Asian house martin

The Asian house martin (Delichon dasypus) is a migratory passerine bird of the swallow family Hirundinidae. It has mainly blue-black upperparts, other than its white rump, and has pale grey underparts. Its three subspecies breed in the Himalayas and in central and eastern Asia, and spend the winter lower in the mountains or in Southeast Asia. This species is locally abundant and is expanding northward in Siberia, so there are no concerns about its conservation status.

This martin breeds in colonies, building mud nests under an overhang on a vertical cliff or the wall of a building. Both sexes build the nest, incubate the three or four white eggs and feed the chicks. The Asian house martin feeds on small insects taken in flight, usually caught high in the air. The presence of terrestrial springtails and Lepidoptera larvae in its diet indicates that food is sometime picked from the ground.

Asian house martin
three swallow-like birds with black upperparts and white underparts standing on muddy ground
In Taiwan
Scientific classification
Kingdom: Animalia
Phylum: Chordata
Class: Aves
Order: Passeriformes
Family: Hirundinidae
Genus: Delichon
D. dasypus
Binomial name
Delichon dasypus
(Bonaparte, 1850)
Yellow – breeding range
Blue – wintering range


The Asian house martin was first formally described from a bird collected in Borneo by French naturalist and ornithologist Charles Lucien Bonaparte in 1850 as Chelidon dasypus,[2][3] shortly before it was moved to the new genus Delichon by British entomologist Frederic Moore and American naturalist Thomas Horsfield in 1854.[4] Delichon is an anagram of the Ancient Greek term χελιδών (chelīdōn), meaning "swallow",[5] and dasypus is from Greek δασύπους "rough-legged". This martin's closest relatives are the two other members of the genus Delichon, the Nepal house martin and the common house martin.[6] There are three subspecies:[7]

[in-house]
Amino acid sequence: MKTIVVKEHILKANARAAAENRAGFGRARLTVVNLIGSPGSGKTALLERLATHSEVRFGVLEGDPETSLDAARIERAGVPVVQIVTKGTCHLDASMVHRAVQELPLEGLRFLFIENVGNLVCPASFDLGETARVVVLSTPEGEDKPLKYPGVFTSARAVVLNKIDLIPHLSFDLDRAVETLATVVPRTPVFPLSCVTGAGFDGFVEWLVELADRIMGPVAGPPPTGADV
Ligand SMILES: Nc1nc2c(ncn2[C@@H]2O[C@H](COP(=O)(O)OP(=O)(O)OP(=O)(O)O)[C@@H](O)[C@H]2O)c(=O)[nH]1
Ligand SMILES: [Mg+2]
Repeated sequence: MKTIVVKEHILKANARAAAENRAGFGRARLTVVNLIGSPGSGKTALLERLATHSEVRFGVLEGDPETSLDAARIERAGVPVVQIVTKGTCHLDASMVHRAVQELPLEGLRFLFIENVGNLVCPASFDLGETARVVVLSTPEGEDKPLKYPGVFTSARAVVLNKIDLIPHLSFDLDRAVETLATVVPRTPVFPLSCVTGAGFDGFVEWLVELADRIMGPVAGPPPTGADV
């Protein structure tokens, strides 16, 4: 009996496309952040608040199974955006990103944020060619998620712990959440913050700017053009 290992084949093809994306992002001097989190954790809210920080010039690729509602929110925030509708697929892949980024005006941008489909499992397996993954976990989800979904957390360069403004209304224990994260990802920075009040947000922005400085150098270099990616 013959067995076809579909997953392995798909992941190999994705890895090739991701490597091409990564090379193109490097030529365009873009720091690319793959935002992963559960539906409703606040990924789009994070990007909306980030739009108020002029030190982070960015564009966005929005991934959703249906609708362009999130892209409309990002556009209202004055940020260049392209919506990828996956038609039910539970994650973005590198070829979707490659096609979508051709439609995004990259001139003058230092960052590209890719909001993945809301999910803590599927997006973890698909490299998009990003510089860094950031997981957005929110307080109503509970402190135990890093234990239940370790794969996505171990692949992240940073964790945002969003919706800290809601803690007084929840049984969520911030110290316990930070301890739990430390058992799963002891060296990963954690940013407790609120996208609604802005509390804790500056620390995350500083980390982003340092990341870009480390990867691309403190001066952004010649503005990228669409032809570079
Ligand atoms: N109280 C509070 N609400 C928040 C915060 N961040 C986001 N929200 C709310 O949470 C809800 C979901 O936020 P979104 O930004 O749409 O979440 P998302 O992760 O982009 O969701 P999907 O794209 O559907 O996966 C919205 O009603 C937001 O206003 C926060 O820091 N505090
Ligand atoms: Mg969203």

• D. d. dasypus, the nominate subspecies described by Bonaparte, which breeds in eastern Russia and nearby islands
  • D. d. cashmeriensis, the Himalayan and central Asian form described by English ornithologist John Gould in 1858 from a Kashmiri specimen obtained by Andrew Leith Adams[8]
  • D. d. nigrimentalis, the form which is found in the south east of the breeding range, was described by German ornithologist Ernst Hartert in 1910 from a specimen taken in Fujian, southeast China.[9]
Asian House Martin East district Sikkim India 24.09.2018
D. d. cashmeriensis from Sikkim, India.


The adult Asian house martin of the nominate subspecies is 12 cm (4.7 in) long, dark steel blue above with a contrasting white rump, grey-washed white underparts, and a slightly forked tail. The tail and upperwings are brownish-black, and the underwings are grey-brown. The legs and feet are brownish-pink and covered with white feathers, the eyes are brown, and the bill is black.[7] There are few differences in appearance between the sexes, although the male is somewhat whiter below than the female, especially in fresh plumage. The juvenile bird is less glossy and has dark brown upperparts, sometimes with a brownish wash to the rump, and grey-white underparts.[10]